Changing retail patterns are emptying out the commercial corridors that run like veins throughout megaregions. This land can, and should, be rezoned for attached houses and apartments, making development more diverse and taking some growth pressures off rural areas. Local governments can make affordable units part of the requirements for these new multifamily housing zones, following the model used successfully for many years by Montgomery County, Maryland. With more people living in these corridors, they can support bus rapid transit, creating opportunities to take some of the traffic off roads and highways.
While such land-use decisions will continue to be primarily the responsibility of local governments, actions to manage the development of the megaregions can be coordinated by the states, which are the source of all the regulatory powers administered by cities and towns. Where the megaregions are within a single state, as in Florida, Texas, or California, the coordination mechanism could be the state planning agency, or a council of metropolitan planning organizations, such as already exists in Florida. Where the megaregion extends across state lines, the mechanism could be an interstate compact, for which there are many possible models.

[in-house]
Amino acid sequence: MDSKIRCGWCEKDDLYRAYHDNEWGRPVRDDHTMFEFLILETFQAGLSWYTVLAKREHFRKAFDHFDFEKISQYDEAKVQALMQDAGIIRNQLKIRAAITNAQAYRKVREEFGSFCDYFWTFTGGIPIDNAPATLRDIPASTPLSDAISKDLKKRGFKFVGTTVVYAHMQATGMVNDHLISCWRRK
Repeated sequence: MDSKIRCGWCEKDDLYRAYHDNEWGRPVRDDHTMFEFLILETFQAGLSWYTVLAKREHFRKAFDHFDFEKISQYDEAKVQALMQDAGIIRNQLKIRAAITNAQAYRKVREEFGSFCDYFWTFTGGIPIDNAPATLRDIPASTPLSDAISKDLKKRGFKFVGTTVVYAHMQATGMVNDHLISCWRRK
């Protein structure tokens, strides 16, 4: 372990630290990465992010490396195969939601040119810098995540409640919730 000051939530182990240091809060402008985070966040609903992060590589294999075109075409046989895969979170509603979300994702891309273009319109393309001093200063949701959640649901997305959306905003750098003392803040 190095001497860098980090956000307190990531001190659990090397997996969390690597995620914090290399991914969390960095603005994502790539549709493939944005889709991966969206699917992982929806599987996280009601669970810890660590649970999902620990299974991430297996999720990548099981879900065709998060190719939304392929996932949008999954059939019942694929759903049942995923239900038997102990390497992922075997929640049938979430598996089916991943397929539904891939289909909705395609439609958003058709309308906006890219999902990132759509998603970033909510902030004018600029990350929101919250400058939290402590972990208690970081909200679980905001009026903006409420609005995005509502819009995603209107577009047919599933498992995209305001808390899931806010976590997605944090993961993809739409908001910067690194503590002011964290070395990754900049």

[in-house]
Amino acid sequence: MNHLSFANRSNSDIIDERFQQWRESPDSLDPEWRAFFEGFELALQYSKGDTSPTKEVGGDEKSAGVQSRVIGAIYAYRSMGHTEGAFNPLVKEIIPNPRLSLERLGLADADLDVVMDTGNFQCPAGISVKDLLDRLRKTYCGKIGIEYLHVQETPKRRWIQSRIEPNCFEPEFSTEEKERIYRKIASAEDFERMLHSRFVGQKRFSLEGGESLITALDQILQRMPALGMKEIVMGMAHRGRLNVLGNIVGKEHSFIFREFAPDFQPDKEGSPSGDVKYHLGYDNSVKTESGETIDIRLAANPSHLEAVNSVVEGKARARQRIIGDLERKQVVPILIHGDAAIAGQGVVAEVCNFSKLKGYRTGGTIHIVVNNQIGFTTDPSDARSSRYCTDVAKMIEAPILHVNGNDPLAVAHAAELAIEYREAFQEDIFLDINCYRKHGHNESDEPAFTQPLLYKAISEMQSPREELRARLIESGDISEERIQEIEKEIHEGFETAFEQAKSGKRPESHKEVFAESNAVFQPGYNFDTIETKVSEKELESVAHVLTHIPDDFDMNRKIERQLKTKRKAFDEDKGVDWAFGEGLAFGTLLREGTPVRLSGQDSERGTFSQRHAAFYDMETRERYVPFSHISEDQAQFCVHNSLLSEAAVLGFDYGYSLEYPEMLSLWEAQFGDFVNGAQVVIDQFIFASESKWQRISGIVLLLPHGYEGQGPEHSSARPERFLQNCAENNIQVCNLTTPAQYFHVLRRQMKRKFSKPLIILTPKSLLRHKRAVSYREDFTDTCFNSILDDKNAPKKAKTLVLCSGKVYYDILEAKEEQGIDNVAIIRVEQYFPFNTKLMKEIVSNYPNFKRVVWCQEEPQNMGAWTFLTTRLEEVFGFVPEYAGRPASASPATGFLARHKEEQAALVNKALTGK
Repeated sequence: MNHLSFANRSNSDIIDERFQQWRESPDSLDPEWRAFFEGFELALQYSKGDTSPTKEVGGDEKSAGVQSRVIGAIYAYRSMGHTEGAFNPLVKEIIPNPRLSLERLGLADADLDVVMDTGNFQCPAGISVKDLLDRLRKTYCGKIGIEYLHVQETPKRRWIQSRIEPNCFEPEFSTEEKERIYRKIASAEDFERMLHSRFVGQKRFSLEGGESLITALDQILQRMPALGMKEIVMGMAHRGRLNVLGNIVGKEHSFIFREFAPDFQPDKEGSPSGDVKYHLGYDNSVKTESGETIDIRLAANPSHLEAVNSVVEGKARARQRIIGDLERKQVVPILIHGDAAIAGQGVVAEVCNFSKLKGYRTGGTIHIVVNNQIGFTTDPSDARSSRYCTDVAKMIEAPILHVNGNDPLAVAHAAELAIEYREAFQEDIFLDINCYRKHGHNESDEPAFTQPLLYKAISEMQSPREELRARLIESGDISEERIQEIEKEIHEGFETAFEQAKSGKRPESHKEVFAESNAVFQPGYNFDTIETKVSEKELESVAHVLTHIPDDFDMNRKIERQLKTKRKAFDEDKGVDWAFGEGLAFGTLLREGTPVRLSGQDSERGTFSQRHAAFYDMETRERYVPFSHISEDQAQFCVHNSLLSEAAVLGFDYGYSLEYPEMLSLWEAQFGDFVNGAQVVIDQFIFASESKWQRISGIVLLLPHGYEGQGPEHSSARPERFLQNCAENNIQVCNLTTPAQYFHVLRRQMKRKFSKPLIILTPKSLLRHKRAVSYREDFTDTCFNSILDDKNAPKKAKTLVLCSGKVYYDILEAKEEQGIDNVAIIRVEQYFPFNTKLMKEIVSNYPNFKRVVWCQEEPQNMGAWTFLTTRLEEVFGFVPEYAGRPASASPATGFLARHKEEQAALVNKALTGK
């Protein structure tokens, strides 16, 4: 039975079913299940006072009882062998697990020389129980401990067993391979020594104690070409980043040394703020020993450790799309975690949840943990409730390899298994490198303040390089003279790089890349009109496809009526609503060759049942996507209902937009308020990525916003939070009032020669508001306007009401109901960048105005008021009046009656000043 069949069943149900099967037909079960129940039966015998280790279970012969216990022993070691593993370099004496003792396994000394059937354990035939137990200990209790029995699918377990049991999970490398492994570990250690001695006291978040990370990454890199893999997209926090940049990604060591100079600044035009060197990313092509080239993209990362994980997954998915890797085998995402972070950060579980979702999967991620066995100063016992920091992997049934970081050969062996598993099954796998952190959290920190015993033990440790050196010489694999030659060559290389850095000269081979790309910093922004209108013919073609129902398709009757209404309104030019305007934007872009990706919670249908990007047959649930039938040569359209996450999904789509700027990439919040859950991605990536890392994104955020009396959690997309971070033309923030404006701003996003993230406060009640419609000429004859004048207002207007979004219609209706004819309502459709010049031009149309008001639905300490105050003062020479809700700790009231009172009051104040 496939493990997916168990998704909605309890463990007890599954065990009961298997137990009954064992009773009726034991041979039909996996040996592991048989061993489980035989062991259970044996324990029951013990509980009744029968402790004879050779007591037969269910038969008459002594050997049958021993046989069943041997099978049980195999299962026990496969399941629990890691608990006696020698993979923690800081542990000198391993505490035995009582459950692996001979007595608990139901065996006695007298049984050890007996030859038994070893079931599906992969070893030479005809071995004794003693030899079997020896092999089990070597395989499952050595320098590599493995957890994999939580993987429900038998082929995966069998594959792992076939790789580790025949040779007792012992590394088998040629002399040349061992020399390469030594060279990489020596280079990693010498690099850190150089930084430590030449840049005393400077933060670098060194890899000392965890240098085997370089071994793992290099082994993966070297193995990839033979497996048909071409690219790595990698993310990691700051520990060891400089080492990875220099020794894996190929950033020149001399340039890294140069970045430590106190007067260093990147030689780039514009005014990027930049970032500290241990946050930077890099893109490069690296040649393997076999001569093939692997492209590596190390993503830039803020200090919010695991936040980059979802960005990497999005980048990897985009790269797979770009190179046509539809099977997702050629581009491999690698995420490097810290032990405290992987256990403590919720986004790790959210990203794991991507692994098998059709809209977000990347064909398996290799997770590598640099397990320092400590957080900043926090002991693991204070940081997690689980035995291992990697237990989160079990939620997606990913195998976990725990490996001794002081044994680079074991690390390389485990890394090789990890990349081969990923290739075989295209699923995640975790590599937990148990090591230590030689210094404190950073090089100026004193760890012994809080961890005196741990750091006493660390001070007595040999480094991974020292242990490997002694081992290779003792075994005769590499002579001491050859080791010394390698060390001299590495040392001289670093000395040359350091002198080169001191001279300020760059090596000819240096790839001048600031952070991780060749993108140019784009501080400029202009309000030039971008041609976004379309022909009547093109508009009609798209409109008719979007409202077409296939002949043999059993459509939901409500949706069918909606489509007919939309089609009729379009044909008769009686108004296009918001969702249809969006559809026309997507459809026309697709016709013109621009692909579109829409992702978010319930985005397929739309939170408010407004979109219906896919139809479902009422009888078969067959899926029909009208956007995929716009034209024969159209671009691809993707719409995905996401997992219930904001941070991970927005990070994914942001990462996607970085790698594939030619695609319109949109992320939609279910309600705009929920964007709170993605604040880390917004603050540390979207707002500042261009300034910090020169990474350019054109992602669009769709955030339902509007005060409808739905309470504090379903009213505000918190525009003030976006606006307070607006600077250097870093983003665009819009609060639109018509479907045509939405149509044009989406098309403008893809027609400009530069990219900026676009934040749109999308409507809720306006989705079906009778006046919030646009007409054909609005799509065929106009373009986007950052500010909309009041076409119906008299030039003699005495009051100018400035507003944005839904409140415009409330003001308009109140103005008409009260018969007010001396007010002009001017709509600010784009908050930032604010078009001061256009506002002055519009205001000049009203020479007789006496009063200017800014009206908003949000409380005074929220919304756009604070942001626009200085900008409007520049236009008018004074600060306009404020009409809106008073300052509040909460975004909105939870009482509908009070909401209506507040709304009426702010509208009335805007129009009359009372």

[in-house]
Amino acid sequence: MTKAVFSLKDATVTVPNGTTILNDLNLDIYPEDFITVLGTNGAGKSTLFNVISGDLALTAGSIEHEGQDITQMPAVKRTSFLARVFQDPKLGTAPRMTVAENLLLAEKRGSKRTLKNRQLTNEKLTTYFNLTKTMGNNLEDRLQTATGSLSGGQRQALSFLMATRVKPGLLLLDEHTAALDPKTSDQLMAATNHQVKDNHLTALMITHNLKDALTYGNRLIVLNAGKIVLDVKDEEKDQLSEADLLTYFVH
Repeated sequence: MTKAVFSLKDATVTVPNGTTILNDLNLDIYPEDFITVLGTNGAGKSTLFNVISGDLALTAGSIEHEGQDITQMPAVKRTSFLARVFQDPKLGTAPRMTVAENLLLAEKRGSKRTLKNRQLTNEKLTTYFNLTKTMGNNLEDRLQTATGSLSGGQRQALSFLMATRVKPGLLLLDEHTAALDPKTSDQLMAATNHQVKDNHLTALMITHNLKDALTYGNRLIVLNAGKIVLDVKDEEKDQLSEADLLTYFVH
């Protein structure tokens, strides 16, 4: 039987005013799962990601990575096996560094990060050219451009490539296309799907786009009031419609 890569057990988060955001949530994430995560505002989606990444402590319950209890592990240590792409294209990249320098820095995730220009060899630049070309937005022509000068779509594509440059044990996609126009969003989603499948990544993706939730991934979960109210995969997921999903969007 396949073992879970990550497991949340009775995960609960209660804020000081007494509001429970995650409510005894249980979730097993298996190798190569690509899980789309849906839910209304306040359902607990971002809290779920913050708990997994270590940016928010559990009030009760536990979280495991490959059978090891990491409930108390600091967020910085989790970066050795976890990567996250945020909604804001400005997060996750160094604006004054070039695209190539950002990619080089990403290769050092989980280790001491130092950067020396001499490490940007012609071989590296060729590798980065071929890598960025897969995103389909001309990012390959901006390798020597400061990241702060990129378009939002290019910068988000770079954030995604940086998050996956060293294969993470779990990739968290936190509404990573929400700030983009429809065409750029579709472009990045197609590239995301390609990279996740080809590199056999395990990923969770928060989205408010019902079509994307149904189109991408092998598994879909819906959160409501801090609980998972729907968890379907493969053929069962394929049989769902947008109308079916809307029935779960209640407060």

Individual citizens, civic organizations, advocacy groups, and professional organizations can influence government agencies to implement the megaregion design agenda, as can the staff and leadership of the agencies themselves. These improvements to the way decisions are made about megaregions will still leave many difficult choices to be made within the new framework. However, compared to current trends, adopting these practical and relatively simple changes will lead to a much more desirable future.
From Designing the Megaregion: Meeting Urban Challenges at a New Scale by Jonathan Barnett. Copyright © 2020 Jonathan Barnett. Reproduced by permission of Island Press, Washington, D.C.